The report, Food in a Warming World, includes findings from a study in which WWF investigated four meals; Chicken Tikka Masala, Fish and Chips, Ploughman’s lunch and ‘lamb cawl/stew’ and the resulting carbon footprint associated with their production.
According to the report, the production of lamb causes a significantly higher release of greenhouse gases, such as methane, compared to the production of other ingredients, leading to WWF labelling the meal the most damaging.
It claimed that production of lamb as an ingredient in cawl produced the equivalent level of greenhouse gas emissions as boiling a kettle 258 times or driving a car for 31 miles.
The report has drawn the ire of the sheep meat industry.
National Sheep Association (NSA) chief executive Phil Stocker said: “NSA totally disputes these claims. We consider WWF is risking its credibility by trying to assess complex interactions through single lens and simplistic ways.
“This report confuses naturally occurring carbon cycles with industrial greenhouse gas emissions and ignores the role of pastures and soils and even wool as stable carbon stores.
“WWF’s criticism of lamb cawl ignores the highly nutritious and balanced nature of this dish and the fact that it is in line with the advice given by many nutritionists to eat less but higher-quality grass-fed meat and to incorporate this with vegetables.”
Stocker added that WWF hadn’t taken all factors into account when compiling this study.
“Comparing meal options by (incomplete) carbon footprinting alone ignores all the other aspects that surround the production of any food and we know that sheep farming delivers a wide array of environmental and social outcomes that are highly valued by society, particularly in upland areas where extensive lamb production is key to maintaining the environment and local communities.”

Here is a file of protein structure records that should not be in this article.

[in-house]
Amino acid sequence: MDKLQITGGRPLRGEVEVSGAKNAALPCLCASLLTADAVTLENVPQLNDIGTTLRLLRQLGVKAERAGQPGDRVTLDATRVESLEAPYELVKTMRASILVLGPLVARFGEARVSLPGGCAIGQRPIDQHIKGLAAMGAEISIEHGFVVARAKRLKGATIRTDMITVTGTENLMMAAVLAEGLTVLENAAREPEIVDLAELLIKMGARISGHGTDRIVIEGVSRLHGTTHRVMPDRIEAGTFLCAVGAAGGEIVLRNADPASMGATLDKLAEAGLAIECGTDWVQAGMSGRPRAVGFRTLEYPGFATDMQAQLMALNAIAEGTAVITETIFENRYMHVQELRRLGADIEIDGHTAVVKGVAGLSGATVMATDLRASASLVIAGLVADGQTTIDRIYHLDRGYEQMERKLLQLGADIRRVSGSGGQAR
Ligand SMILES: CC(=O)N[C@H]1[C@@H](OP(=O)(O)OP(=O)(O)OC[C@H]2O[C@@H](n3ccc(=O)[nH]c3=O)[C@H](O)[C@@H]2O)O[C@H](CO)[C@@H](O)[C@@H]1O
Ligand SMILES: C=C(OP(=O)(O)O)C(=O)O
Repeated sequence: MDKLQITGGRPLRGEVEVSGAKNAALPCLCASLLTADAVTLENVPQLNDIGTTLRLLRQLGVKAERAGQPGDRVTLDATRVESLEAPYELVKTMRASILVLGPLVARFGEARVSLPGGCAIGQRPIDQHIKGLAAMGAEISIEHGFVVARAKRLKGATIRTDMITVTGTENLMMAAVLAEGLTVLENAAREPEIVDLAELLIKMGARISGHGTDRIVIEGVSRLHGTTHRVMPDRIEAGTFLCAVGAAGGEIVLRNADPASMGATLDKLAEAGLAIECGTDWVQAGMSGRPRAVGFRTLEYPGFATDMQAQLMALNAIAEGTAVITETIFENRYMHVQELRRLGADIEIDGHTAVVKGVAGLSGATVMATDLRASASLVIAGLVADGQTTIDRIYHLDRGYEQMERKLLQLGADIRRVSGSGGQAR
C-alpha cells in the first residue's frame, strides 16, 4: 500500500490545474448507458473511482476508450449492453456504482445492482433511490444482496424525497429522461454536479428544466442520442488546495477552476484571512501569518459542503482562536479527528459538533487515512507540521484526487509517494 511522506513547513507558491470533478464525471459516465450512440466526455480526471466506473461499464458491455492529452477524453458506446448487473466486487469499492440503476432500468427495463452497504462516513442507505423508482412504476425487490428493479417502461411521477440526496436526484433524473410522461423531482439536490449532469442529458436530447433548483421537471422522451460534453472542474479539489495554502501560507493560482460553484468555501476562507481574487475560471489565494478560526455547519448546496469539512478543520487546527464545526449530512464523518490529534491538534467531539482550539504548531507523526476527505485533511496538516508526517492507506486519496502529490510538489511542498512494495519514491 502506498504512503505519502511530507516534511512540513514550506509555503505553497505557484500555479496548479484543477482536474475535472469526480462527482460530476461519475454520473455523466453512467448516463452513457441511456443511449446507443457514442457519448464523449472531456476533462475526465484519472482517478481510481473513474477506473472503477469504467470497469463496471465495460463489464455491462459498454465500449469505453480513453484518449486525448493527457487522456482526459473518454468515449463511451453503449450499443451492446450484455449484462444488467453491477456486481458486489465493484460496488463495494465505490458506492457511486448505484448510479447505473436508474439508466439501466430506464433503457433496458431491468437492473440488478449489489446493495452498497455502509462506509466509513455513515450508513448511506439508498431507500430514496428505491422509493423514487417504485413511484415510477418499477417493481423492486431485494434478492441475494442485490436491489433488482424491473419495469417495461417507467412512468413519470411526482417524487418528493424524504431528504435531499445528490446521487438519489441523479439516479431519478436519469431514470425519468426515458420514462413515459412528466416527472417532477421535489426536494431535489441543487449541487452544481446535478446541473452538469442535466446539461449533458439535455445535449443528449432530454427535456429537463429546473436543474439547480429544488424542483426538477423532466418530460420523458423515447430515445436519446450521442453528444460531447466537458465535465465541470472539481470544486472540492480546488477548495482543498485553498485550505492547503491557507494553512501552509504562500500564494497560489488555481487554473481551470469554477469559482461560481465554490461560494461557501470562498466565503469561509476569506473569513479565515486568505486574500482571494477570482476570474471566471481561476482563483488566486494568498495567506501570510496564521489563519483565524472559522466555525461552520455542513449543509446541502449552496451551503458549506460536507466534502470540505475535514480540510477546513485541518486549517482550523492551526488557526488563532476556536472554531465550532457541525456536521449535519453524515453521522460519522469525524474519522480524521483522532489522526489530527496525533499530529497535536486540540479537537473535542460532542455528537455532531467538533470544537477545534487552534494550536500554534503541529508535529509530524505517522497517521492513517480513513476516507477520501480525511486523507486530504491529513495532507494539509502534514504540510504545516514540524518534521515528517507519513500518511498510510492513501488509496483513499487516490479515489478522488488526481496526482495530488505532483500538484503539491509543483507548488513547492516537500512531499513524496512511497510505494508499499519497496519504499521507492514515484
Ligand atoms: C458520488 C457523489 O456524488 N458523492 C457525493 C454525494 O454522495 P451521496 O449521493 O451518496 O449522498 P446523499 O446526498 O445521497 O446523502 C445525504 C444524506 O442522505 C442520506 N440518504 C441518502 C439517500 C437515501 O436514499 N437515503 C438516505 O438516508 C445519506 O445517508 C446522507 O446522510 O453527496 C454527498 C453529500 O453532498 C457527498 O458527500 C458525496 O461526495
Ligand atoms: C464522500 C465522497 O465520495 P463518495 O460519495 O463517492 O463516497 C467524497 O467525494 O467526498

The report was also slammed by National Farmers’ Union (NFU) Cymru.
Hedd Pugh, NFU Cymru rural affairs board chairman, said: “We are astonished at the nature of this report that draws comparisons between lamb production and the action of turning a kettle on. The authors have focused solely on greenhouse gas emissions rather than taking a broader view and assessing the overall contribution of our lamb production systems.
“The report does not acknowledge the many benefits to biodiversity of grazed livestock, nor does it note the possible benefits of the carbon stored in our grasslands, hedges and farm woodlands. There are also a variety of cultural and social benefits that have not been taken into account, seemingly because the facts don’t fit the agenda of this report.”
He added that farmers “take their environmental responsibilities extremely seriously”.
“This report shows a total disregard and ignorance for the good work that is taking place on farms across Wales to address the issues that are impacting our environment.”